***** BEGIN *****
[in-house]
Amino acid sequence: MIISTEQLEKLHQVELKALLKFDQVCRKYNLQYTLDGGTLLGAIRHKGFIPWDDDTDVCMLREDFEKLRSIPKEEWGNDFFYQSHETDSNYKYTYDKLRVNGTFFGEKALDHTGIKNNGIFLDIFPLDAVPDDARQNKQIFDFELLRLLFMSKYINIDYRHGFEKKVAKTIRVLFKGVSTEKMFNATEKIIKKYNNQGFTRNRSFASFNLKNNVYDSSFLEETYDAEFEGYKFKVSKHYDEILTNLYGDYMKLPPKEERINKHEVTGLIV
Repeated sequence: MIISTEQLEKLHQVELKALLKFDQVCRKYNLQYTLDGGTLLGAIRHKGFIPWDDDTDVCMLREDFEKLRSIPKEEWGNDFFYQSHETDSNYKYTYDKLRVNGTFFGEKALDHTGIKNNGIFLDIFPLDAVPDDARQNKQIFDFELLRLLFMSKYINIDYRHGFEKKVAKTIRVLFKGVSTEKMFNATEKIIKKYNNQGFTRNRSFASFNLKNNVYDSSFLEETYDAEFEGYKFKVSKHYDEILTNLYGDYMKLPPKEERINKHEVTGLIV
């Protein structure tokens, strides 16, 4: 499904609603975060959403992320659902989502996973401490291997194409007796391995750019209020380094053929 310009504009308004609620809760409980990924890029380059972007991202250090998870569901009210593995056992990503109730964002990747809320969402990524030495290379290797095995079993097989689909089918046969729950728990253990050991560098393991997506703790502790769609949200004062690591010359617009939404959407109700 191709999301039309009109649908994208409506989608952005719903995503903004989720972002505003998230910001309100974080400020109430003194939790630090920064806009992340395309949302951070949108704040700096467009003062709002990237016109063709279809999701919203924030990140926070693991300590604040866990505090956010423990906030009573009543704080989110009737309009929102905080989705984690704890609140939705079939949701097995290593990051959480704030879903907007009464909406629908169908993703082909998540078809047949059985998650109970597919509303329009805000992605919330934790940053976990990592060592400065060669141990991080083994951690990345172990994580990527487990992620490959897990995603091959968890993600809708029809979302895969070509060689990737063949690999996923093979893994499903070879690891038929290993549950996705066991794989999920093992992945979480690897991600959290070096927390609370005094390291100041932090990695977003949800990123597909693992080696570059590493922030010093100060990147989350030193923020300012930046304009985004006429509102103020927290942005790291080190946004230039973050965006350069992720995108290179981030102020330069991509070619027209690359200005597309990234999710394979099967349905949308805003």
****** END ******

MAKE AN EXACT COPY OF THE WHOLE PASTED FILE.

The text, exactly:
[in-house]
Amino acid sequence: MIISTEQLEKLHQVELKALLKFDQVCRKYNLQYTLDGGTLLGAIRHKGFIPWDDDTDVCMLREDFEKLRSIPKEEWGNDFFYQSHETDSNYKYTYDKLRVNGTFFGEKALDHTGIKNNGIFLDIFPLDAVPDDARQNKQIFDFELLRLLFMSKYINIDYRHGFEKKVAKTIRVLFKGVSTEKMFNATEKIIKKYNNQGFTRNRSFASFNLKNNVYDSSFLEETYDAEFEGYKFKVSKHYDEILTNLYGDYMKLPPKEERINKHEVTGLIV
Repeated sequence: MIISTEQLEKLHQVELKALLKFDQVCRKYNLQYTLDGGTLLGAIRHKGFIPWDDDTDVCMLREDFEKLRSIPKEEWGNDFFYQSHETDSNYKYTYDKLRVNGTFFGEKALDHTGIKNNGIFLDIFPLDAVPDDARQNKQIFDFELLRLLFMSKYINIDYRHGFEKKVAKTIRVLFKGVSTEKMFNATEKIIKKYNNQGFTRNRSFASFNLKNNVYDSSFLEETYDAEFEGYKFKVSKHYDEILTNLYGDYMKLPPKEERINKHEVTGLIV
């Protein structure tokens, strides 16, 4: 499904609603975060959403992320659902989502996973401490291997194409007796391995750019209020380094053929 310009504009308004609620809760409980990924890029380059972007991202250090998870569901009210593995056992990503109730964002990747809320969402990524030495290379290797095995079993097989689909089918046969729950728990253990050991560098393991997506703790502790769609949200004062690591010359617009939404959407109700 191709999301039309009109649908994208409506989608952005719903995503903004989720972002505003998230910001309100974080400020109430003194939790630090920064806009992340395309949302951070949108704040700096467009003062709002990237016109063709279809999701919203924030990140926070693991300590604040866990505090956010423990906030009573009543704080989110009737309009929102905080989705984690704890609140939705079939949701097995290593990051959480704030879903907007009464909406629908169908993703082909998540078809047949059985998650109970597919509303329009805000992605919330934790940053976990990592060592400065060669141990991080083994951690990345172990994580990527487990992620490959897990995603091959968890993600809708029809979302895969070509060689990737063949690999996923093979893994499903070879690891038929290993549950996705066991794989999920093992992945979480690897991600959290070096927390609370005094390291100041932090990695977003949800990123597909693992080696570059590493922030010093100060990147989350030193923020300012930046304009985004006429509102103020927290942005790291080190946004230039973050965006350069992720995108290179981030102020330069991509070619027209690359200005597309990234999710394979099967349905949308805003």